Terrine (food)

A basil salmon terrine

A terrine (French pronunciation: [tɛ.ʁin]), in traditional French cuisine, is a loaf of forcemeat or aspic, similar to a pâté, that is cooked in a covered pottery mold (also called a terrine) in a bain-marie. Modern terrines do not necessarily contain meat or animal fat, but still contain meat-like textures and fat substitutes, such as mushrooms and pureed fruits or vegetables high in pectin. They may also be cooked in a wide variety of non-pottery terrine moulds, such as stainless steel, aluminium, enameled cast iron, and ovenproof plastic.

Terrines are usually served cold or at room temperature. Most terrines contain a large amount of fat, although it is often not the main ingredient, and pork; many terrines are made with typical game meat, such as pheasant and hare. In the past, terrines were under the province of professional charcutiers, along with sausages, pâtés, galantines, and confit. Less commonly, a terrine may be another food cooked or served in the cooking dish called a 'terrine'.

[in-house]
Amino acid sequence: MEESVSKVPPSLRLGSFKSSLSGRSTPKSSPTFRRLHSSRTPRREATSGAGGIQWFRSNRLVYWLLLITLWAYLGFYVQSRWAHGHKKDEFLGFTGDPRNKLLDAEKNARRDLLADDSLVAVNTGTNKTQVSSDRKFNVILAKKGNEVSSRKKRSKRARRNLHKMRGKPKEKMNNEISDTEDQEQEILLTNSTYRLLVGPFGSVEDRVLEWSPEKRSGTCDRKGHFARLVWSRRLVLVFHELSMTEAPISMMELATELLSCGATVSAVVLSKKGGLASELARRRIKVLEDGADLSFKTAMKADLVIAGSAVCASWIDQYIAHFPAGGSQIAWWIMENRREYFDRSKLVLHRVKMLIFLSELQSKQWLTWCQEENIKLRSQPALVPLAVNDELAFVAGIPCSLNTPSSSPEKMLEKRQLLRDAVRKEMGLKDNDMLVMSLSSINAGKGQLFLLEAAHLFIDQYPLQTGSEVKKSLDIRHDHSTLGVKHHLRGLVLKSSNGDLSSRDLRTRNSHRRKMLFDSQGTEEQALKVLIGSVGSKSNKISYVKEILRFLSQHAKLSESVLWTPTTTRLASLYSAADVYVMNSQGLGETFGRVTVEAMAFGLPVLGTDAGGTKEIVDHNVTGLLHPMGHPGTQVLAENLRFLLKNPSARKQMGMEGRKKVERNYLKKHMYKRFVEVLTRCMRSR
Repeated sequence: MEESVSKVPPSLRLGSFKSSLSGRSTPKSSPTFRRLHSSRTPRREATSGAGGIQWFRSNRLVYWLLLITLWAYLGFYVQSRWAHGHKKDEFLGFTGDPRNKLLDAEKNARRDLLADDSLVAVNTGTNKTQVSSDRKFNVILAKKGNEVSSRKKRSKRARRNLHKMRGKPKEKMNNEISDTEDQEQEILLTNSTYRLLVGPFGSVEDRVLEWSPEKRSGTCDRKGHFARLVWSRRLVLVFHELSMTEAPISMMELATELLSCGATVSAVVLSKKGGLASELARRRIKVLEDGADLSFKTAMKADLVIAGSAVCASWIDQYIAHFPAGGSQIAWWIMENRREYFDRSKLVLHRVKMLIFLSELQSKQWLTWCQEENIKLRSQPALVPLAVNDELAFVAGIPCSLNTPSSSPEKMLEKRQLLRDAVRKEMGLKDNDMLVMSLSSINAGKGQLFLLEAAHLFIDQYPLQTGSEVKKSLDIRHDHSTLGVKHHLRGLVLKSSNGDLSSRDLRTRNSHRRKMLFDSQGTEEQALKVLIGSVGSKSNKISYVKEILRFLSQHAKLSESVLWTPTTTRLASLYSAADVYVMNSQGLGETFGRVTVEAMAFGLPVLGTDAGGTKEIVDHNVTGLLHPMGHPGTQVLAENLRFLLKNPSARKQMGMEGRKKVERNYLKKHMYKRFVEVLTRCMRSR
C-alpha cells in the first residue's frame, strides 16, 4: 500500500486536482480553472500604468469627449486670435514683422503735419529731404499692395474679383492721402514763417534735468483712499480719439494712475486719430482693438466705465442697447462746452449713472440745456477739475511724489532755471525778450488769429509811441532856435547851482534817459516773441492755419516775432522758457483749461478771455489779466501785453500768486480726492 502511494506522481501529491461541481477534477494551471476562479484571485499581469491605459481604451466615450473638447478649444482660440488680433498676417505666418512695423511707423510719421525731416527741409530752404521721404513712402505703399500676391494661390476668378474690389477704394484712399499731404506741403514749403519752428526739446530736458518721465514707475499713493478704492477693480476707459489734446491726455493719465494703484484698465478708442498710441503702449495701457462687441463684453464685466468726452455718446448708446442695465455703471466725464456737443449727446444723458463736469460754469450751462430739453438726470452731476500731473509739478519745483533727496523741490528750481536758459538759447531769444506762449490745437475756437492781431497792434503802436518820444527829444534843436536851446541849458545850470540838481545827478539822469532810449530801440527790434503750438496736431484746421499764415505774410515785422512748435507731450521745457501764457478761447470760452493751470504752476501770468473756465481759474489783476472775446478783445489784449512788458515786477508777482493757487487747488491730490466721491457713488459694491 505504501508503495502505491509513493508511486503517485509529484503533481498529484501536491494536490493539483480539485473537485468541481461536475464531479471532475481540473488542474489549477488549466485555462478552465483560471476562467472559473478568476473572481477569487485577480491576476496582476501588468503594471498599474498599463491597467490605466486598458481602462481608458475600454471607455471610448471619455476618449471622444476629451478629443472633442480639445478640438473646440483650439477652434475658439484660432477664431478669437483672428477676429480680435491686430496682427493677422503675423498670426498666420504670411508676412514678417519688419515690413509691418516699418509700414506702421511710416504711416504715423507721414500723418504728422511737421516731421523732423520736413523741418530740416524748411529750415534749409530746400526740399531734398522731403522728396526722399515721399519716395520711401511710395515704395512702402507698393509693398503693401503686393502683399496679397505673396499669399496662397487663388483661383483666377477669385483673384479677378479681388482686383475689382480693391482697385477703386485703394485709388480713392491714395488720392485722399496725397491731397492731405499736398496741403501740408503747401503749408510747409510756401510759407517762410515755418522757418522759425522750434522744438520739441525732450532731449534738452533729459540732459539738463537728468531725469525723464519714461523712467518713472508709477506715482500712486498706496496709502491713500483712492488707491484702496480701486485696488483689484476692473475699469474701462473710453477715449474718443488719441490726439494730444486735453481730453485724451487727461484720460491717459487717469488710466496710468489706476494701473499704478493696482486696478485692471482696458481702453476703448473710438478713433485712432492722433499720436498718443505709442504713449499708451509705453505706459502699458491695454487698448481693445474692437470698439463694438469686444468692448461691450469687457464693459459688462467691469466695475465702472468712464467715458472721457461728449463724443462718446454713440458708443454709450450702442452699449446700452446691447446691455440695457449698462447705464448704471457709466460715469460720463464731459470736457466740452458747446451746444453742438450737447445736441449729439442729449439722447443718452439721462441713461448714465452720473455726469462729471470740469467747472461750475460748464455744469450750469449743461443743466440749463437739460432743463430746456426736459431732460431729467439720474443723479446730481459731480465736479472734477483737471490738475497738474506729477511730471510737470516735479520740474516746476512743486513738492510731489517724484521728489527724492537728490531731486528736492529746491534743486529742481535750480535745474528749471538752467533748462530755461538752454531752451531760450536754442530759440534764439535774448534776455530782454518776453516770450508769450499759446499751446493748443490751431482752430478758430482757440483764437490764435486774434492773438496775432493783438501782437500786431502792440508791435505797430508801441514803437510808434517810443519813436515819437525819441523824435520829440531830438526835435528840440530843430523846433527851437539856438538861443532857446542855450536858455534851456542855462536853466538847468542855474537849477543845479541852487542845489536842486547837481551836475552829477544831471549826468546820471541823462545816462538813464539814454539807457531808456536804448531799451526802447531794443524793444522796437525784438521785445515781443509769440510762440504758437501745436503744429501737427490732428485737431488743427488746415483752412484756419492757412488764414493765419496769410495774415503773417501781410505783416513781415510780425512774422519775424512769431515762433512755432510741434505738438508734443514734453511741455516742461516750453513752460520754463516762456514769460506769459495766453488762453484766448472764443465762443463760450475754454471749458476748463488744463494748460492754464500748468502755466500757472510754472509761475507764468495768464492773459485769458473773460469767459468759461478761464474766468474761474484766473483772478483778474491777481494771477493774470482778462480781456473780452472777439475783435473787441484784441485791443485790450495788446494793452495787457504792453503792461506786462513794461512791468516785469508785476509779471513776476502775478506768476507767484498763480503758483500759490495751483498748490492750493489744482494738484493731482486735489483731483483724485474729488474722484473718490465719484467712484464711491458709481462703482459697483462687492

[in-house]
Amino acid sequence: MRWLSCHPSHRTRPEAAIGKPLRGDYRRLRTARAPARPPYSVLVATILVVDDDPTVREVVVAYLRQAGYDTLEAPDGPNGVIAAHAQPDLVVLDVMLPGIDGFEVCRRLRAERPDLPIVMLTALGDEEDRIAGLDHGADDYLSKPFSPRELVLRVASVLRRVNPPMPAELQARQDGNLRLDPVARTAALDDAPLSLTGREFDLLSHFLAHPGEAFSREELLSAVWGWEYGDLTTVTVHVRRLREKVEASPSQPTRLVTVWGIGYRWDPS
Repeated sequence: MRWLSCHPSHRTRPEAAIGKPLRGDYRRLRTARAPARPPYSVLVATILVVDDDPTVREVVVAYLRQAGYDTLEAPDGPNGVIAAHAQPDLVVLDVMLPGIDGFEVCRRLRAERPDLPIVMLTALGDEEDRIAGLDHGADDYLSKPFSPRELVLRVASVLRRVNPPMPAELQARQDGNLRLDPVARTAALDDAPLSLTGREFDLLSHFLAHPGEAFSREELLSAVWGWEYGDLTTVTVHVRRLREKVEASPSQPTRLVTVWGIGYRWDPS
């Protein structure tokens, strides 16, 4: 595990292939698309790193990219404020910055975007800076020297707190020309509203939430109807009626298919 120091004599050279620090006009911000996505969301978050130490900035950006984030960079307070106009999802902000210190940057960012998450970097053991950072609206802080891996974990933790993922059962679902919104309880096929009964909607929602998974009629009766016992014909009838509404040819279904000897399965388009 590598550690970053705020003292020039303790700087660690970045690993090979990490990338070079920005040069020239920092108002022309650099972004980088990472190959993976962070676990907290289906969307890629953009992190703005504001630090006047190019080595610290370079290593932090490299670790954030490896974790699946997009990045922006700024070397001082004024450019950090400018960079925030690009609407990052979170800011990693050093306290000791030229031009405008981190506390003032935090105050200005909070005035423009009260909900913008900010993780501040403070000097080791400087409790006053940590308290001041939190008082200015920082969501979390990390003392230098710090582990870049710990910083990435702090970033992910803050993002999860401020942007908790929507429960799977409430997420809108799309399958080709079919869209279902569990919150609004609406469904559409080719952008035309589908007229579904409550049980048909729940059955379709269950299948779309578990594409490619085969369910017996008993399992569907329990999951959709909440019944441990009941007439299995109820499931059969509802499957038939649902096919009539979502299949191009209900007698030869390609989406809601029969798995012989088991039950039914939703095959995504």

See also


This page was last updated at 2023-12-10 05:06 UTC. Update now. View original page.

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